February 10, 1938
Letter with no envelope
Written by: Gutka Szmuklarewicz (nee Rozental), Zelda's sister, her husband Szmul
and her daughters Chaya and Nechama, Bialystok
Dear Sister and family,
son Moshe and
daughters Chaya and Nechama
I received and was delighted to read your letter. I implore you to answer
my letter without delay. On arrival in Melbourne please contact Tuvieh
Szejnberg and Chaim Bertshein about Rebecca, Tuvieh's daughter. She is already
a fully-grown young lady and they should worry about her because she has
nowhere to live. I did not intend to write to you about it but I must. [Tuvieh
left his daughter Rebecca behind in Szczuczyn when he came to Australia. He
later brought her and her brother to Australia, but his wife
remained in Szczuczyn.]
We once had an auntie in Szczuczyn - our father's sister - but regrettably
she is no more. Muki Farber of Szczuczyn visited us today and told us that his
sister Zelda will leave shortly for Palestine. Yaakov Farber, our uncle, may
follow her shortly. He (Muki) did not tell us anything about Rebecca, which you
surely understand means that she will have to continue staying with him. I'm
asking you to inform Tuvieh and Chaim Bertshein in my name.
As for ourselves, we are all well. If business were better, everything would
be OK. Regrettably things are getting worse from day to day. Let us hope that
time will bring a change for the better.
Our children are well. Moshe finished school already and now studies
accountancy and typewriting. In time he will emigrate, though we don't know yet
where, as there is no future here [Moshe studied in Vilna and then managed to
migrate to England. He also lived for a time in Columbia, in Israel and in the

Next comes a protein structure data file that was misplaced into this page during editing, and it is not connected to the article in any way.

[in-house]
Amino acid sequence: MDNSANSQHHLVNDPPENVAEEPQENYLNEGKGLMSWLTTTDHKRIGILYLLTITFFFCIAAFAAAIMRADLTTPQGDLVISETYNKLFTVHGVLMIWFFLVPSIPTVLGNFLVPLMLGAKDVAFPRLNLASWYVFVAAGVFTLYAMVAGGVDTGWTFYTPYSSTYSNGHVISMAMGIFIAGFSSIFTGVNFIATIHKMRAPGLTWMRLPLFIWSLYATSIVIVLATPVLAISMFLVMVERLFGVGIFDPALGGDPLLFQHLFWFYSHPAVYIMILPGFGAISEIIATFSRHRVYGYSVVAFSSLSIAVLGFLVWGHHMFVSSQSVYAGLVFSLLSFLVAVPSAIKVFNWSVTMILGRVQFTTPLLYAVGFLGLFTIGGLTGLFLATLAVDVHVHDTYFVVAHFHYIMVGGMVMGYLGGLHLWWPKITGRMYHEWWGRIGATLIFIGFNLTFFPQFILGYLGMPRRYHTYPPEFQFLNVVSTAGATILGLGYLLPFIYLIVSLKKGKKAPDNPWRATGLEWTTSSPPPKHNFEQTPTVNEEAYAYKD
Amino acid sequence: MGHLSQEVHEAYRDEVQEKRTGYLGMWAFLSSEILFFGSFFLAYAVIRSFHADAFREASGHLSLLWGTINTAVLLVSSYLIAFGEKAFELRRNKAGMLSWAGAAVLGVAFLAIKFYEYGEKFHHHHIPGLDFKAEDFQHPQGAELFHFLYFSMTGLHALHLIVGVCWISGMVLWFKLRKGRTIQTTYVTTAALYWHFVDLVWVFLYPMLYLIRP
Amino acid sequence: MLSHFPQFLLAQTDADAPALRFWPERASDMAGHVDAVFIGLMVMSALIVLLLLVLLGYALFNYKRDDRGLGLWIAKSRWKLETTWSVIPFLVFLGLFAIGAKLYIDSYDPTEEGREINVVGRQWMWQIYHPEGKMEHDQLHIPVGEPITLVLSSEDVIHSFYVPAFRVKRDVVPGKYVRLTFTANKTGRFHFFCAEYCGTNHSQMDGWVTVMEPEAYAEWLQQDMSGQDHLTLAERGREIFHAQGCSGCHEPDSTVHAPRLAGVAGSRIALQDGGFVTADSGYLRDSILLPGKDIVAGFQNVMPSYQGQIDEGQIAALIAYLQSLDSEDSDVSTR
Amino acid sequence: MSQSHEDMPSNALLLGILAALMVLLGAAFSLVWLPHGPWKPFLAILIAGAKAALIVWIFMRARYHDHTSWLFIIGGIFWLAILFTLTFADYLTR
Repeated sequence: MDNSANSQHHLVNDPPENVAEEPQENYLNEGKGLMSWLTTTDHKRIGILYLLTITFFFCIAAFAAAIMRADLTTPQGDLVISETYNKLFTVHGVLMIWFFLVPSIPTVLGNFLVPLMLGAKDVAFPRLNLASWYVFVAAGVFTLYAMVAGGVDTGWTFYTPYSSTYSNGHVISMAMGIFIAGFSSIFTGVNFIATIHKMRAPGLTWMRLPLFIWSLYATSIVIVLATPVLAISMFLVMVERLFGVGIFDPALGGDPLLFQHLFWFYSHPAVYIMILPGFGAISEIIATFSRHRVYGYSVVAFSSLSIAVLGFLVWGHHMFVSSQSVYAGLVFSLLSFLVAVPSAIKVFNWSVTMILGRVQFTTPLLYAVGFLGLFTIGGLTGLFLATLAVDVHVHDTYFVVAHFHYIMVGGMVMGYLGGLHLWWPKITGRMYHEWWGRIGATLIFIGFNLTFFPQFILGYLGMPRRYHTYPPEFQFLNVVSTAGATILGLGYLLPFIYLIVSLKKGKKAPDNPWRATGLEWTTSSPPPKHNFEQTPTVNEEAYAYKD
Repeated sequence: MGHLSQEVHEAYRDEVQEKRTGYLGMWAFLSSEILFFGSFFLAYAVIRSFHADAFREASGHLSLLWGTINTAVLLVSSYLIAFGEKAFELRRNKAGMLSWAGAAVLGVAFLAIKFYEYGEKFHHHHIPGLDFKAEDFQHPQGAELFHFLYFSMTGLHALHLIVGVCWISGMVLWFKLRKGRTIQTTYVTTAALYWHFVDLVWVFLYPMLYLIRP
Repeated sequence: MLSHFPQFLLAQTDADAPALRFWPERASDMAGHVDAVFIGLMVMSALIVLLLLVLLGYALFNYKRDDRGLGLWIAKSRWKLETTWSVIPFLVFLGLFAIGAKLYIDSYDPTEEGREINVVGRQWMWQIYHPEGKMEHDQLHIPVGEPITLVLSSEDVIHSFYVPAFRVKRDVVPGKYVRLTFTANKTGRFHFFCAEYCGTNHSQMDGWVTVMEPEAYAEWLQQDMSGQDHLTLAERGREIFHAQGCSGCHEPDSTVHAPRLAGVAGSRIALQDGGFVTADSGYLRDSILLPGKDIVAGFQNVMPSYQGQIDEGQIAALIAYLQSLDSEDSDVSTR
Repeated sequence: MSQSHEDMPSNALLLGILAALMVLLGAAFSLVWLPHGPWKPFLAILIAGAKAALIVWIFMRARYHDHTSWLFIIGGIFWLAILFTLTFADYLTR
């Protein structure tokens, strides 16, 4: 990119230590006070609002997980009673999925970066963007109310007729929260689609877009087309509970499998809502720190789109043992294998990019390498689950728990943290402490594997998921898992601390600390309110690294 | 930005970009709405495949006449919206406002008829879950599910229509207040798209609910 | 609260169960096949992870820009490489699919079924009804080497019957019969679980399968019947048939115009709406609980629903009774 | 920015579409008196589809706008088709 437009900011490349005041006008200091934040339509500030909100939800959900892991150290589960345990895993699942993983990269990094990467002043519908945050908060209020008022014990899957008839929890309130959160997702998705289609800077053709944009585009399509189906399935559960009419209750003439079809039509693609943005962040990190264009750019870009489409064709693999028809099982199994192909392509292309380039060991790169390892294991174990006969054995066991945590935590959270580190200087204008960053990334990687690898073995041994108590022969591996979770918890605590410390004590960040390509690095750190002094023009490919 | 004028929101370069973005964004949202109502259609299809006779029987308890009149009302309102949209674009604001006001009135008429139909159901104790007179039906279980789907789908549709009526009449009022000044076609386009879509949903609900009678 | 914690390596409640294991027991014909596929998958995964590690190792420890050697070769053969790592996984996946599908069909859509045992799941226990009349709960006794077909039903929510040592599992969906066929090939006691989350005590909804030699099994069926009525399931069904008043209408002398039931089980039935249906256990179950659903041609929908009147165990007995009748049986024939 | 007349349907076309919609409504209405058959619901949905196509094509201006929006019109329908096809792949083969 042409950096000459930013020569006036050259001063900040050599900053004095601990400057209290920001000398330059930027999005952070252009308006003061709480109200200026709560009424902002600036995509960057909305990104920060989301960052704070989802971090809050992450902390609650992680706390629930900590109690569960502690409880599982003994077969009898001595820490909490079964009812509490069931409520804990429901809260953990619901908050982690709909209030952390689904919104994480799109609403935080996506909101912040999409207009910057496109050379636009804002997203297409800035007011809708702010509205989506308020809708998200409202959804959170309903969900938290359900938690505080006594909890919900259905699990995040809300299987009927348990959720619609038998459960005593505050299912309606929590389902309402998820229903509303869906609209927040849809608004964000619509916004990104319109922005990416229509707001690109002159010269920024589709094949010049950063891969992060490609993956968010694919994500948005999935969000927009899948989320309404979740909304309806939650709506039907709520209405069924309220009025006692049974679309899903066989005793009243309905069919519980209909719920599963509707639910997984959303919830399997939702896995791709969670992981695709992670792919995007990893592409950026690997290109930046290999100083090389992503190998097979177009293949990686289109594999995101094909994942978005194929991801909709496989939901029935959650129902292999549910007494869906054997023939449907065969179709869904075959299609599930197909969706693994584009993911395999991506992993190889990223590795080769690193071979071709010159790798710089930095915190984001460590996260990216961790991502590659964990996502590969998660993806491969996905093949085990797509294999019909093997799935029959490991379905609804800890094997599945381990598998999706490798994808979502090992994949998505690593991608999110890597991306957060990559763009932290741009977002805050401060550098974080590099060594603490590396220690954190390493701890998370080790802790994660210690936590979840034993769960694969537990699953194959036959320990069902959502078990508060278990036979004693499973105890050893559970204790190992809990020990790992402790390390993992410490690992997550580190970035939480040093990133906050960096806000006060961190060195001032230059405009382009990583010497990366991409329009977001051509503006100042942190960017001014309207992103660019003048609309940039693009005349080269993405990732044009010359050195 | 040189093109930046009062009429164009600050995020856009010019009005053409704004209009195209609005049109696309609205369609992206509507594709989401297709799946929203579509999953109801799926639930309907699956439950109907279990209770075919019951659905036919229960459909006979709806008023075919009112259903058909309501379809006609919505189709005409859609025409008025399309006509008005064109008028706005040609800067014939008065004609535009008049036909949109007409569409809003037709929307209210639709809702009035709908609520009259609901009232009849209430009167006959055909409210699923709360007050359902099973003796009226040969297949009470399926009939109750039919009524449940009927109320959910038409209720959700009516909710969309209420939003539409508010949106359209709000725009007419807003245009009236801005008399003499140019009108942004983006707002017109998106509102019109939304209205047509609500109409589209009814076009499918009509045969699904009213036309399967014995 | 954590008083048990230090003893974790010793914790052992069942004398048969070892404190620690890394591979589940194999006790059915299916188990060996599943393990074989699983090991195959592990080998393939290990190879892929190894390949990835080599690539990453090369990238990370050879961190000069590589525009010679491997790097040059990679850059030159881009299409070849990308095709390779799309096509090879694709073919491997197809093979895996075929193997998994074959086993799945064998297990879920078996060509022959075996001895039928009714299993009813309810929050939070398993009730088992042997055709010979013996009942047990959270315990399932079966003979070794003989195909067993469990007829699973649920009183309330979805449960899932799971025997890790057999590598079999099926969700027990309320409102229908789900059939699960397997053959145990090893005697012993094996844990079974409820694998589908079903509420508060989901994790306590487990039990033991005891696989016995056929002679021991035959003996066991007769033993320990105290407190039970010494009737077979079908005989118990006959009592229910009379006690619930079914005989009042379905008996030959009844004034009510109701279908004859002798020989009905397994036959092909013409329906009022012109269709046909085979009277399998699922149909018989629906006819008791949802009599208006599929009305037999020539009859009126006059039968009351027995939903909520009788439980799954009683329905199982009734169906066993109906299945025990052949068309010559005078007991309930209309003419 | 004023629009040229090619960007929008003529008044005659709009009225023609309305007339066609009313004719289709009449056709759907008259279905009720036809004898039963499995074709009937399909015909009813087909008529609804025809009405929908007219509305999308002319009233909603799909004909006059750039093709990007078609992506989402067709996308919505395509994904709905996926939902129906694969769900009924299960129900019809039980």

United States]. Next year Chayale will finish school, she is now in the 7th
class and does well. Our youngest daughter Nechama however is particularly
gifted and excels in her studies. As to your suggestion that our children could
learn to sew, you will be glad to know that they learn sewing at school and
Chayale has already some small sewn articles to her credit.
No other news. Please send our regards to Lozer and the children, and to the
Rosenbaum family for their kindness towards you. The Frydman family sends their
regards, also our auntie Malka and the Lachover family. My mother-in-law sends
her regards and thanks you for remembering her.
[THIS ADDENDUM IS PROBABLY WRITTEN BY GUTKA'S HUSBAND, SZMUL]
I intended to write in our previous letter but it didn't work out so I'm
adding a few words now. We are happy for you that you made the right choice and
you will now start a safer and easier life. Who could have anticipated at the
beginning that everything would fall into place? I'm envious that you find
yourself in such a great land, and you surely understand how thirsty we are for
such an atmosphere. I can't believe that little Nechemia is already at school
and the little fellow is almost a little mench [person of substance]. I can't
write much, kiss the children for me. I hope that in time they will be able to
I spent this vacation in Szczuczyn and I missed you. As you know, we always
enjoyed staying with you - your food was so tasty. This time I had to stay
somewhere else. On the other hand, I was happy that you are no longer in a state
of need and I am pleased to hear good news from you. I hope that one day we will
visit you in your comfortable home and enjoy it together. If
possible attach a picture of yourselves in your next letter. We are keen to see
how you look there.
Mother mentioned in her letter about sewing. I intend to learn a trade after
finishing school. Everybody advises me to do it.
Maybe you are learning English. I would love to attempt to correspond with you
in English and see whether or not I'm capable of doing so. Probably not in the
near future, though.
WRITTEN IN THE MARGIN, IN ENGLISH: "Good night my dear."